Prince Kachō Hirotada

Prince Kachō Hirotada (華頂宮博忠王, Kachō-no-miya Hirotada-ō, 26 January 1902 – 24 March 1924) of Japan, was a member of a collateral branch of the Japanese imperial family.

Prince Kachō Hirotada
Born(1902-01-26)26 January 1902
Tokyo, Japan
Died24 March 1924(1924-03-24) (aged 22)
Sasebo, Nagasaki, Japan
FatherPrince Fushimi Hiroyasu
MotherTsuneko Tokugawa


Prince Hirotada was the second son of Prince Fushimi Hiroyasu. His mother was Tokugawa Tsuneko, the 9th daughter of the last Tokugawa Shōgun, Tokugawa Yoshinobu. He succeeded his father to the head of the Kachō-no-miya household when he was only 2 years old in 1904.

Prince Kachō attended the Gakushuin Peers’ School. He entered the 49th class of the Imperial Japanese Naval Academy in 1918, graduating 1st out of 176 cadets. Prince Kuni Asaakira was one of his classmates. He served his midshipman duty on the cruiser Yakumo. In January 1922, he served for an obligatory session as a member of the House of Peers in the Diet of Japan, returning to the Imperial Japanese Navy in May of the same year as a second lieutenant. He was assigned to the battleship Mutsu. In 1923, he attended the naval artillery and torpedo schools. He then served on the cruiser Isuzu. In 1924, he was promoted to lieutenant and awarded the Grand Cordon of the Supreme Order of the Chrysanthemum. While serving on Isuzu, he fell ill and had to be hospitalized at the naval hospital at Sasebo, where he died.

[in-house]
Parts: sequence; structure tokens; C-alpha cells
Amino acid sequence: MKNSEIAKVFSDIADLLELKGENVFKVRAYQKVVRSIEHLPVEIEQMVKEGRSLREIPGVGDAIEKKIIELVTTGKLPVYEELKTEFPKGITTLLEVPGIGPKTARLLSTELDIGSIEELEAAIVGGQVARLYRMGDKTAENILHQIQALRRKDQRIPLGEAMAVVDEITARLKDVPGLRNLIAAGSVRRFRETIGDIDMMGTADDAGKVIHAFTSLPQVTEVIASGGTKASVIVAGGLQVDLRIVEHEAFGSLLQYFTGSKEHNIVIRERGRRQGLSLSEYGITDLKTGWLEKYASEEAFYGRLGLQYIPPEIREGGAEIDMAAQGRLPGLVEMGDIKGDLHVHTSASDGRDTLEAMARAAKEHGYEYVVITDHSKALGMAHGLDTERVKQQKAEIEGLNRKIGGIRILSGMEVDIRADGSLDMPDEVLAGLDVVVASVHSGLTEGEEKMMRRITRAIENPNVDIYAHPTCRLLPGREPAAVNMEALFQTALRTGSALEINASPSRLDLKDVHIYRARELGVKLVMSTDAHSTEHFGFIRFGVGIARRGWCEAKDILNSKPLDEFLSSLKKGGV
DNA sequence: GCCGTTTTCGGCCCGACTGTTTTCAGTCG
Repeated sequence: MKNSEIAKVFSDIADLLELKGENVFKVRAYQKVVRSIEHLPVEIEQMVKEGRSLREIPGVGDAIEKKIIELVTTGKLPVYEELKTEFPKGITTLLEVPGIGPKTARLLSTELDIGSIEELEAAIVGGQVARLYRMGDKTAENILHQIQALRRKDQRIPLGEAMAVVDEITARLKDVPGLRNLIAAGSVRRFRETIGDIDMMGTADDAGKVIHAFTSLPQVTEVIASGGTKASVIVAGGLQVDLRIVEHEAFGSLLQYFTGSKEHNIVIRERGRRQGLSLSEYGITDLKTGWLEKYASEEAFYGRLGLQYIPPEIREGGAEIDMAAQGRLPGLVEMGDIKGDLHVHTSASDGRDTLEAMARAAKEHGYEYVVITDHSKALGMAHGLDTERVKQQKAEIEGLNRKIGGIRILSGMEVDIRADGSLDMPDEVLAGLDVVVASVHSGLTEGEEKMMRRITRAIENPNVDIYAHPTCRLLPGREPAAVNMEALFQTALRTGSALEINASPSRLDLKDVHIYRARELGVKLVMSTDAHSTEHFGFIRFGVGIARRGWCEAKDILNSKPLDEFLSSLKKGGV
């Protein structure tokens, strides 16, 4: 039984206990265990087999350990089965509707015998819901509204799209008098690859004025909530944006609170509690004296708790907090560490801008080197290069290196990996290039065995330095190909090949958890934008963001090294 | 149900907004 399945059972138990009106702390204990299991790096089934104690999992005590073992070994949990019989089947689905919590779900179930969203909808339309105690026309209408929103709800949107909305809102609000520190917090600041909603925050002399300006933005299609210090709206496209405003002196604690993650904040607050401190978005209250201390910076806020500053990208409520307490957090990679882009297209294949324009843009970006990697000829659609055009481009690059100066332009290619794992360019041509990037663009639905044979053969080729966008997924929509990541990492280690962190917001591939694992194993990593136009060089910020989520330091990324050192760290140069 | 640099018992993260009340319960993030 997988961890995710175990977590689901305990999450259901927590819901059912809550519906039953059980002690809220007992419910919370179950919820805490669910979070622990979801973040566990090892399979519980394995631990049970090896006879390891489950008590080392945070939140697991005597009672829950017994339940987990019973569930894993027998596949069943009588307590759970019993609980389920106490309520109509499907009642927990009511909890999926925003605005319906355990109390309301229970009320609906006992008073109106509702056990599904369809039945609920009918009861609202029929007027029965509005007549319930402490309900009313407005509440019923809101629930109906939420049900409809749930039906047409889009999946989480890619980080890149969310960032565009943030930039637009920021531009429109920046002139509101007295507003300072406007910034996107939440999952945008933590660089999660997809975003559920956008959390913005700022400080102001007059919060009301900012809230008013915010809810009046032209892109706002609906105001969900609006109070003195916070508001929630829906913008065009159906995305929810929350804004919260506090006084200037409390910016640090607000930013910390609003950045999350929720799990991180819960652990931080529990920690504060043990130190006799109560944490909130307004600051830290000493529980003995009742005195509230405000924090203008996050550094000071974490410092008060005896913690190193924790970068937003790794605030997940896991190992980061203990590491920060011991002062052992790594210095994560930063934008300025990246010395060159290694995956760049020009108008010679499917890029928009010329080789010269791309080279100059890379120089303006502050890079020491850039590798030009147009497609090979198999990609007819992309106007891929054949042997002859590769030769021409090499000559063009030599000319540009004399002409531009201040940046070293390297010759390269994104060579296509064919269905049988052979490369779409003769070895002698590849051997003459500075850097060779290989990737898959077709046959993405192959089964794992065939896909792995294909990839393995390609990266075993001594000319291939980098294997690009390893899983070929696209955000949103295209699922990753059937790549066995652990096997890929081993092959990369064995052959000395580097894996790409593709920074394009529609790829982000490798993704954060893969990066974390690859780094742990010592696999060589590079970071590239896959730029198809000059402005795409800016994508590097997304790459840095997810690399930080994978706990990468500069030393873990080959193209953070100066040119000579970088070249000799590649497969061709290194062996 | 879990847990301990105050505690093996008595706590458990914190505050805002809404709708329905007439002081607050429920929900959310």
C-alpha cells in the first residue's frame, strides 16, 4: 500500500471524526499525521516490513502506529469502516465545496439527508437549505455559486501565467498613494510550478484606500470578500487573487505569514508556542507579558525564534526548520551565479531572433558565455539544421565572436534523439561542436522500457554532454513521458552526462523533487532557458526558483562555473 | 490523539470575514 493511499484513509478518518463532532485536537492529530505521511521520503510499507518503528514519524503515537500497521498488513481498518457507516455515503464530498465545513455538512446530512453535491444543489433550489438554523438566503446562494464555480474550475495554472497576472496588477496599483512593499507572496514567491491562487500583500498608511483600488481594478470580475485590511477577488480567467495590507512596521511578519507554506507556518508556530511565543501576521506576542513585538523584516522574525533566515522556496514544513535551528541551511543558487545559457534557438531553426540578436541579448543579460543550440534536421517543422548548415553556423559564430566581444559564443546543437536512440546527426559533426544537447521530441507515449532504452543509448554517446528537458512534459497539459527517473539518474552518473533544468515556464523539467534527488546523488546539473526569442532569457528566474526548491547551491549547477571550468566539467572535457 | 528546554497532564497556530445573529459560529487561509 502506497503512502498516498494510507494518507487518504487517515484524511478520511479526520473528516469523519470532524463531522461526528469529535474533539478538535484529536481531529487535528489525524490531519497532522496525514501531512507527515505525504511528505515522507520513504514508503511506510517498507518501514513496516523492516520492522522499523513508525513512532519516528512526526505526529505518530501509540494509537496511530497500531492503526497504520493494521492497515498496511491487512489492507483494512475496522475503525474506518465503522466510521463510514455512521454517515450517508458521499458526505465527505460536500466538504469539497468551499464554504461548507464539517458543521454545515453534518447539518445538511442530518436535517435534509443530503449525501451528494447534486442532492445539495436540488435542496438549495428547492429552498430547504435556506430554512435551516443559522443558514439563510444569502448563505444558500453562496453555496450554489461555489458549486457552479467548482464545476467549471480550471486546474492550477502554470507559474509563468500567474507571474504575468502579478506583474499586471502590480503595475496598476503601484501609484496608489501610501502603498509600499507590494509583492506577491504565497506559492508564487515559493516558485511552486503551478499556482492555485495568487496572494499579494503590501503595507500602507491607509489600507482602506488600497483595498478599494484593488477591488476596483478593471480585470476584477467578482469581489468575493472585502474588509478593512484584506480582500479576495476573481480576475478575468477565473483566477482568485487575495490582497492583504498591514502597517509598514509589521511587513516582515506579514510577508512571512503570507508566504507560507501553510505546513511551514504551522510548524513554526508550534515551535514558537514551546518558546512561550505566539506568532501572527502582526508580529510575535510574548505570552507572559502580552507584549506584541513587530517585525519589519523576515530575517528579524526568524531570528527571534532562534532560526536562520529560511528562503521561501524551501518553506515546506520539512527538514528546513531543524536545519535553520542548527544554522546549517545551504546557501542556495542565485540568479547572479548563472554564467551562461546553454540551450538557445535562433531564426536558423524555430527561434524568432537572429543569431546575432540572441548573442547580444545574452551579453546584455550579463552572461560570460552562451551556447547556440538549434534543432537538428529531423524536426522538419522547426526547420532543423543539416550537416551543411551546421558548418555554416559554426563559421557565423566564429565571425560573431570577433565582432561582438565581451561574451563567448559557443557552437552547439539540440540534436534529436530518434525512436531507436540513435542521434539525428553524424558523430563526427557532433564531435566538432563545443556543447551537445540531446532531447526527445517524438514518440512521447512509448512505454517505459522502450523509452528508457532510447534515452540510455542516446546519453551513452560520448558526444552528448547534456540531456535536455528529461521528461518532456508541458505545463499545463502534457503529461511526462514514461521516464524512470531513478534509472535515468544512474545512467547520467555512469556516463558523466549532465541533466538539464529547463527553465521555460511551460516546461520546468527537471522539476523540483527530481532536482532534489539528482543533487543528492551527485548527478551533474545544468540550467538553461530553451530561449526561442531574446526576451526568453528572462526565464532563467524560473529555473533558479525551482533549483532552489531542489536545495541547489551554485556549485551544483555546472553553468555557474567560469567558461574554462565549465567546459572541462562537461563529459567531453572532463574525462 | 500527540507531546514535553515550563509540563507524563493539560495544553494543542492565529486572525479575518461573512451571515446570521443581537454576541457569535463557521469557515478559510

On his death in 1924, the Kachō-no-miya line became extinct.

However, to preserve the Kachō-no-miya name and to ensure that the proper familial and ancestral rites were performed, the 3rd son of Prince Fushimi Hiroyasu agreed to a reduction in status from the imperial household to the kazoku peerage, and was renamed Marquis Kachō Hironobu.



  • Jansen, Marius B. and Gilbert Rozman, eds. (1986). Japan in Transition: from Tokugawa to Meiji. Princeton: Princeton University Press. ISBN 9780691054599; OCLC 12311985
  • ____________. (2000). The Making of Modern Japan. Cambridge: Harvard University Press. ISBN 9780674003347; OCLC 44090600
  • Keene, Donald. (2002). Emperor of Japan: Meiji and His World, 1852-1912. New York: Columbia University Press. ISBN 978-0-231-12340-2; OCLC 46731178
  • Lebra, Sugiyama Takie. (1995). Above the Clouds: Status Culture of the Modern Japanese Nobility. Berkeley: University of California Press. ISBN 0-520-07602-8
Preceded by
Prince Fushimi Hiroyasu
4th Kwacho-no-miya
Succeeded by
Marquis Kwacho Hironobu